As soon as the days get cooler and the evenings darker, I have a craving for creamy pumpkin soup. In general, I could eat pumpkin every day in autumn, in all variations. But what is the deal with pumpkin? Why does our body ask for it precisely on those first cooler days?
Well, there are good reasons to listen to our seasonal gut feeling – if you have it. Today’s supermarkets, which offer various fruits and vegetables all year round, do not make it easy for us to shop seasonally. To know what is currently in season and what is not, it helps to have a look at our AYA season calendar, which you can buy here.
Pumpkin: nutrients for the cold days
There are plenty of vitamins, minerals and fiber in pumpkin flesh. These include beta-carotene (precursor of vitamin A, has an antioxidant effect in the body), potassium (good for the heart), calcium (an important component of bones and teeth), magnesium (for nerves, muscles, heart and fat and carbohydrate metabolism, as well as bones and teeth involved), iron (responsible for oxygen transport, oxygen storage in muscles and energy metabolism) as well as fiber, which regulates digestion, transmits blood lipid values and regulates cholesterol values. Pumpkin is also extremely low in calories: the pulp contains only 25 calories per 100 grams.
Pumpkin seeds make you healthy – and happy!
The kernels also contain plenty of vitamins and minerals. They boost the production of the hormone serotonin, also known as the “happiness hormone”. Cores contain omega-3 fatty acids, which have antihypertensive and anti-inflammatory effects and have a positive effect on fat metabolism. Pumpkin seeds are not as low in calories as the pumpkin itself, so it is best not to consume more than a handful a day.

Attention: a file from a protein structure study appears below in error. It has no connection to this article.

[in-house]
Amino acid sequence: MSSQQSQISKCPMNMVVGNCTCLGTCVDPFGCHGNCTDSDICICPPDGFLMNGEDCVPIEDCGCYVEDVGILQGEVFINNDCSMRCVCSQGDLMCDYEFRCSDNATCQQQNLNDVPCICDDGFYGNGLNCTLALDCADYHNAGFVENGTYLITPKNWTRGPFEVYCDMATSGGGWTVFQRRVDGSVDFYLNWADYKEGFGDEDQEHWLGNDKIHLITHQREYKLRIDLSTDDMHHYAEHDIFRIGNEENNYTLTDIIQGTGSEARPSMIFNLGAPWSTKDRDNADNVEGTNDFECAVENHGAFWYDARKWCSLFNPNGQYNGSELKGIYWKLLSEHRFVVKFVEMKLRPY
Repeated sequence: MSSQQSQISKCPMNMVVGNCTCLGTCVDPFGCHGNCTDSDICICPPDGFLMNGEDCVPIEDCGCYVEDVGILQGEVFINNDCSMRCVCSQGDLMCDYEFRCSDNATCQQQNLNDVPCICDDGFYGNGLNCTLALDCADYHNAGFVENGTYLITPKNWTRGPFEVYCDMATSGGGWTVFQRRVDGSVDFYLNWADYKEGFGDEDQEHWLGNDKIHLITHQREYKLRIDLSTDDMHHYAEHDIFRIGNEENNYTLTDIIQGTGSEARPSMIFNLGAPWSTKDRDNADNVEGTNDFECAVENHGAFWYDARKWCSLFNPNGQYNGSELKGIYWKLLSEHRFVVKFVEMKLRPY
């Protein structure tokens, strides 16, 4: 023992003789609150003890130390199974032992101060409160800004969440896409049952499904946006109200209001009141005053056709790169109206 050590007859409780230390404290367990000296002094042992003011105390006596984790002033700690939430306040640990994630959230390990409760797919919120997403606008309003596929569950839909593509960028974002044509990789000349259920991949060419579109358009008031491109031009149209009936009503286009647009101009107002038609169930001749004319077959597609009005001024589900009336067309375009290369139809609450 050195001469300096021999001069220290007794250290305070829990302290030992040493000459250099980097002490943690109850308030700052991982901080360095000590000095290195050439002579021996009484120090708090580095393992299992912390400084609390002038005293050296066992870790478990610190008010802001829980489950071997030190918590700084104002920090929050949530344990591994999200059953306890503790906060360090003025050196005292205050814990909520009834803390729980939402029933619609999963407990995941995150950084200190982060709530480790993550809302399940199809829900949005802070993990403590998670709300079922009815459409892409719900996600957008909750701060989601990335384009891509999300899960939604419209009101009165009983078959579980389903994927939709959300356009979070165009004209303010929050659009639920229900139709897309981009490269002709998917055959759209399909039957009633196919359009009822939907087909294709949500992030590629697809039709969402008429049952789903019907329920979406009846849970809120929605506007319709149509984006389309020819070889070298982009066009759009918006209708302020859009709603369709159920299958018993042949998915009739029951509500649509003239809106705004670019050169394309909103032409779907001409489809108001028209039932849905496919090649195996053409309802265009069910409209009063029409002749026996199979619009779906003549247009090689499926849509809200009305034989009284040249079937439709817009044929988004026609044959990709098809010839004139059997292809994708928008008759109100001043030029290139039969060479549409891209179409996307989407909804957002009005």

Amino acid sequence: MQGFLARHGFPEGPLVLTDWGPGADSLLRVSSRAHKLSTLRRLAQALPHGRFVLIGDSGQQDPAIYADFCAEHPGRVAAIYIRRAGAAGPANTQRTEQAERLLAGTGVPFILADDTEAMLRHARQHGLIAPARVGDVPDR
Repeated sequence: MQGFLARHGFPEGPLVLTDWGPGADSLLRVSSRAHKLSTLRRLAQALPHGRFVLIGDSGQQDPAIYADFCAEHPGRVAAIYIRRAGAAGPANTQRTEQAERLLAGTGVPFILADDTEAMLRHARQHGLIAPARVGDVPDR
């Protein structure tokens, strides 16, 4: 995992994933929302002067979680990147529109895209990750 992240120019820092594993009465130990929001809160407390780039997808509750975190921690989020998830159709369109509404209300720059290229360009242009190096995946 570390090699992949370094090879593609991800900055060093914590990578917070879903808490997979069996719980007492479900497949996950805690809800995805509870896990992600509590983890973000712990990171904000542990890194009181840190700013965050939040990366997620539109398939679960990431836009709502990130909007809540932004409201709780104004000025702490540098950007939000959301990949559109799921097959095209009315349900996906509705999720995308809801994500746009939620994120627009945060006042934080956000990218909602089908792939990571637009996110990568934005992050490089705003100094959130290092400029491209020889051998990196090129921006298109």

Pumpkin seed oil – rich in vitamins and good for the cardiovascular system
In addition to the healthy pulp and the seeds, there is another treasure in the pumpkin: pumpkin seed oil. It contains vitamin E and linoleic acid, which can lower high cholesterol and prevent cardiovascular diseases. Pumpkin seed oil should not be heated so that the ingredients can work their magic.
Storing and preserving pumpkin
Pumpkins should be stored in a cool place, at 10 to 13 degrees. Whole specimens keep for several months. Sliced pumpkins stay fresh in the refrigerator for a good two days, individual pieces can be blanched and frozen – they can then be kept frozen for around four months. In principle, every pumpkin can also be eaten raw without hesitation, although most varieties simply taste better cooked. But beware of decorative pumpkins (aso known as gourds): although they are a feast for the eyes, they are generally not suitable for consumption. The bitter substance cucurbitacin can cause nausea and abdominal pain.
Fancy a pumpkin? Then look at our Pinterest page. We have collected our favorite pumpkin recipes there. You can also find video instructions for a “Pumpkin Spice Latte” on our Instagram channel.